October 16, 2017
by Amy Vaughan
In what would be one of my last big adventures while I was serving in an appointment beyond the local church, I was selected to be a participant in SEED20, a kind of “shark tank” competition for non-profits in the Charlotte area. I didn’t know at the time that I within six months I’d be on my way to a new appointment, and would be leaving this one behind. I loved my work directing the Arts Program for UMAR, an agency that serves adults with intellectual disabilities, and I loved this piece of artwork made by one of our artists. I selected it to be my “prop” for the professional photo shoot that would publicize my participation. I didn’t know that on the day of this photo shoot, I would also be burying my last parent, my dad. The photographers were scheduled for just this one day, so there was not much wiggle room to make any adjustments. I also knew that my dad would have been very proud of me for winning this bright momentary spotlight. I couldn’t cancel and forfeit my place in a very exciting event. And so, I went, graciously allowed to be the first appointment for the day. I hoped the beauty of this stained glass piece set in the frame of an old recycled window would help draw attention away from my grief-worn face.
This year has been a year of transitions. I am thrilled to now be the pastor of a small church with a big missional heart. When I wrote the poem below, I felt anything but certain. I looked back with fondness at the work of the last five years, and ahead to the promise of something new and unknown. The art piece does a lot to sum it all up – new work framed by old wood. So, too, as we make transitions from one church to another, one phase of life to another, one ministry to another, the new work is always framed by old wood. The promise of God’s presence remains, even though the view from the front porch may be different. A time of transition offers a path to new adventure, but it is also a time to reflect on the unchanging goodness of the Alpha and the Omega.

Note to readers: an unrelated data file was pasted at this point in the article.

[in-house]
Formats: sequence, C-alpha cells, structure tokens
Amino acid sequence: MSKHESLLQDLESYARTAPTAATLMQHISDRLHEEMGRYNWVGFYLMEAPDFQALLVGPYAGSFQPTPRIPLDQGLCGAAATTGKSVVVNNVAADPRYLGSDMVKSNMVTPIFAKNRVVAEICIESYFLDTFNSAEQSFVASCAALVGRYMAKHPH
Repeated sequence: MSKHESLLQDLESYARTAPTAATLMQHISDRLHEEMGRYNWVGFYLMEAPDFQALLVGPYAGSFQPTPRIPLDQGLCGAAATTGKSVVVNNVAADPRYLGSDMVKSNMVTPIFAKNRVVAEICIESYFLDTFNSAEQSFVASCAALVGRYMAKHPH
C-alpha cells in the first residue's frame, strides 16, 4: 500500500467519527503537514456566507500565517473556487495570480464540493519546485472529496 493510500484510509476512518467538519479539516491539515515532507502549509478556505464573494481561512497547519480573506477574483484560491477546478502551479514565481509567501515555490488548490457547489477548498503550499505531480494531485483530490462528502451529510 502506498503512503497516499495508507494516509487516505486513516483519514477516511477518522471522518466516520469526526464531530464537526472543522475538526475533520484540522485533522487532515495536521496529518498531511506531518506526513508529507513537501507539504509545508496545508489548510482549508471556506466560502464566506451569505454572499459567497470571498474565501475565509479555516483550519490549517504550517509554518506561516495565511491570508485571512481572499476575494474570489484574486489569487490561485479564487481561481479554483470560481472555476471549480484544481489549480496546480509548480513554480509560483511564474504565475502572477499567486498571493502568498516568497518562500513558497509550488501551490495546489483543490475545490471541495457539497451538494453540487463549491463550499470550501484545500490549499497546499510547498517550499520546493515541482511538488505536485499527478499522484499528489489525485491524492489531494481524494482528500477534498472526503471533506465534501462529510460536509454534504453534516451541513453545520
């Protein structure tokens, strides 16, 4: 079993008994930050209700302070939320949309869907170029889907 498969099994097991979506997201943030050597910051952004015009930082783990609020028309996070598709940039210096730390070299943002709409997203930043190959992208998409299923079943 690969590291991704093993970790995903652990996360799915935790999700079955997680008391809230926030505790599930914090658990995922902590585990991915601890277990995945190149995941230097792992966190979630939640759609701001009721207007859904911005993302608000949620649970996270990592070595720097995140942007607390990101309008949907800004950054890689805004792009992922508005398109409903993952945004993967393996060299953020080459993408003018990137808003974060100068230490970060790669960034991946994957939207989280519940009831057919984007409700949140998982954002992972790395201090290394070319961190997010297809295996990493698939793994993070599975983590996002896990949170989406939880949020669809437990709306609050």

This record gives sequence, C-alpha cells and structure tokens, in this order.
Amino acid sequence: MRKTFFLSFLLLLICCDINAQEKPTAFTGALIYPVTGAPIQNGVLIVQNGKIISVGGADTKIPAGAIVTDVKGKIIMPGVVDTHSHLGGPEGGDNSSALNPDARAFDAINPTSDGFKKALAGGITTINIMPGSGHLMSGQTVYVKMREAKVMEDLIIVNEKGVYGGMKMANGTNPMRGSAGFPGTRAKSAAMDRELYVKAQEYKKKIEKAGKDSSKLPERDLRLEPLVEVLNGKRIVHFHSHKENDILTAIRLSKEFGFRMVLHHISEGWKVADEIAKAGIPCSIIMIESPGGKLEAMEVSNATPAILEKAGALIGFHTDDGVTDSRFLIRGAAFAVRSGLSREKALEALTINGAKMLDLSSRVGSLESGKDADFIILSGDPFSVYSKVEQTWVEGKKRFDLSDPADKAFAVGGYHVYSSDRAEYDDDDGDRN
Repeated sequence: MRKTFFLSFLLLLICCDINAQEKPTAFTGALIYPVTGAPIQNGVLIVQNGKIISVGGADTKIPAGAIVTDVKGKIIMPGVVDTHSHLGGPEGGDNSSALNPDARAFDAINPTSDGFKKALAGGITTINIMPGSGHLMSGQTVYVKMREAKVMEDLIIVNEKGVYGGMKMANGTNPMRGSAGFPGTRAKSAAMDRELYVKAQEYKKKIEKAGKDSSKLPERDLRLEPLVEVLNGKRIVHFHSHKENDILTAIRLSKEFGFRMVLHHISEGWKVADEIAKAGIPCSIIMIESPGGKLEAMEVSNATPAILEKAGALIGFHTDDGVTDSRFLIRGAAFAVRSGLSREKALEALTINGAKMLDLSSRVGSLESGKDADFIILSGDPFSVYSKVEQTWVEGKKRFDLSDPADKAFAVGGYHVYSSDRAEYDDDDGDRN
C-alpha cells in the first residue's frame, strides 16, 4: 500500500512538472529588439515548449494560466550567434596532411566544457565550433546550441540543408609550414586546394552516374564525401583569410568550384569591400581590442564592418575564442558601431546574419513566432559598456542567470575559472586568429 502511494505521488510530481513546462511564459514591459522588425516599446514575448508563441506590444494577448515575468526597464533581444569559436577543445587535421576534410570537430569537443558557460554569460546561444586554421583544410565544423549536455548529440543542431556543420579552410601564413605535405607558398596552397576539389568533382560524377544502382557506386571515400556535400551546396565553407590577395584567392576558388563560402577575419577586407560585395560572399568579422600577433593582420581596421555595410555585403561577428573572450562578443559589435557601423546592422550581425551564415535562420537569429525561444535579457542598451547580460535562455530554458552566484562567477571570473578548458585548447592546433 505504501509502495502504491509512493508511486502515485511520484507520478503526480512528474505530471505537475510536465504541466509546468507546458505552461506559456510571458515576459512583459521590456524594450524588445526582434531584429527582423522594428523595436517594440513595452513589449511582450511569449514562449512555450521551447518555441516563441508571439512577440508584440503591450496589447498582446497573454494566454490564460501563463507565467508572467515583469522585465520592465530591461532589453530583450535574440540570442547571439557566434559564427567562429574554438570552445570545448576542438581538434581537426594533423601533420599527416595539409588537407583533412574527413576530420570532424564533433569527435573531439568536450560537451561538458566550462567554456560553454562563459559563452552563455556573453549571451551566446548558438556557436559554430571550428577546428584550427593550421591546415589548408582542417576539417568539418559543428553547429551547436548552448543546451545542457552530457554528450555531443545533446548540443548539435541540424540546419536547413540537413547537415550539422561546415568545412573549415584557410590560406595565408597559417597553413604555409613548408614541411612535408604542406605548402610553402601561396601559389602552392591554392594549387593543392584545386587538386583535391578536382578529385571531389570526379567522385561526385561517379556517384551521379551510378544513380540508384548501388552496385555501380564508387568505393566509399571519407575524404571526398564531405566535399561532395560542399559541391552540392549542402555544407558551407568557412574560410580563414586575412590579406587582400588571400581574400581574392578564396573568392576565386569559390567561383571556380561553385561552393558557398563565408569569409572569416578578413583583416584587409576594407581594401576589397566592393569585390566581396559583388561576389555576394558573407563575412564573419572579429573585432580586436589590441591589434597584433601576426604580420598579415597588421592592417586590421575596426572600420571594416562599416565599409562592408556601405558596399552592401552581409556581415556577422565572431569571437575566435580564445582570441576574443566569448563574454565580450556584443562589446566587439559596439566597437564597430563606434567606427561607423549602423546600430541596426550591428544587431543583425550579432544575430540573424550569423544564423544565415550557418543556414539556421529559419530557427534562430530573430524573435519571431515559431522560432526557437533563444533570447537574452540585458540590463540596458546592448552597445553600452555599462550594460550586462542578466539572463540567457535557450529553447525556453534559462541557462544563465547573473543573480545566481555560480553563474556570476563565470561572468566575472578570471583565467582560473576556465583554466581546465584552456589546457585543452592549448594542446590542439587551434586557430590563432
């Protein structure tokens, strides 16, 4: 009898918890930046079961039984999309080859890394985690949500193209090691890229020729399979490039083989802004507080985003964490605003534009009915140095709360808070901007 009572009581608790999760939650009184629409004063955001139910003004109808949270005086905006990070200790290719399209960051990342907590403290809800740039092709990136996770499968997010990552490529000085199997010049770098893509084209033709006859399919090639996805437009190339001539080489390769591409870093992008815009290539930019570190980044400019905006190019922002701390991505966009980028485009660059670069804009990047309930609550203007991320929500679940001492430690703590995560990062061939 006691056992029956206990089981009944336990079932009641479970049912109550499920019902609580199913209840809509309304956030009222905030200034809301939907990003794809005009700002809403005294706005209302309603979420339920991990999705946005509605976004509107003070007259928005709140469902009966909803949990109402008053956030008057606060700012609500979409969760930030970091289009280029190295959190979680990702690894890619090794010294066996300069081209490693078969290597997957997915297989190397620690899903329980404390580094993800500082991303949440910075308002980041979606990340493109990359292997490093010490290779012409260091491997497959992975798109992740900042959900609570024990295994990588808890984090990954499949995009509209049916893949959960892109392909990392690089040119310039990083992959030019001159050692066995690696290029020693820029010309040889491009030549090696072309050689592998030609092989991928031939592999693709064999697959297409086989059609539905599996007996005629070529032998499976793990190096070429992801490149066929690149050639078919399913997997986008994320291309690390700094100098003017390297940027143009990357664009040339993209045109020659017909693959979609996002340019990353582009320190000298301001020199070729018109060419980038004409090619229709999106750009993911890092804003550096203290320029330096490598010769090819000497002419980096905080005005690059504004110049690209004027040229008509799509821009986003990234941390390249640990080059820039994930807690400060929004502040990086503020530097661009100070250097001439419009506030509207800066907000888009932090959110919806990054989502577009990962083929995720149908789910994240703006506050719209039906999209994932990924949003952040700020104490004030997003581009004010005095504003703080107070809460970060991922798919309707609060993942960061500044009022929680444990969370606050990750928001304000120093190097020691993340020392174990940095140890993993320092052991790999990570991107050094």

Something in the early morning light,
Snippets of conversation,
The plaintive lyrics of Joni Mitchell,
And words buried so deep with meaning
In a Buechner daily devotional
That it takes three readings,
And a second cup of coffee,
Until I melt into tears of
Stacks of books to sort,
Boxes waiting to be packed,
Letters and emails waiting to be written,
One door to be gently closed,
And another waiting to be opened.
I find myself in this
And sweet rememberings,
Loitering between worlds,
Not fully belonging to either.
Help me, Kemo Sabe, to fully embrace
This floating carpet ride,
Looking over the landscape of laughter and tears,
Straining to catch the sun rising over that next
Help me to be present in the now,
The sweetness of promise mixed with
The filling of this sandwich time –
Too delicious to rush!
Now is the time to dig deep,
Help me to look, not too much in the rear-view mirror,
Or staring endlessly into a blossom still clinched green,
Help me, instead, to close my outward eyes and open
Inward ones, looking deep inside.
There I will find all I need
To carry across this bridge.
Amy Vaughan June 9, 2017
Amy Vaughan is an ordained Deacon in the Western North Carolina Conference who serves as the pastor-in-charge of Marvin United Methodist Church in Lincolnton. Previously, she served beyond the local church in ministry with UMAR, as the Art Program Director supporting adults with intellectual and developmental disabilities. You can find more of her poetry at www.facebook.com/amy.vaughanand http://revamy.org/ or in her collection of poems published this year: 40 Days of Grief and Lament (email firstname.lastname@example.org for more information)
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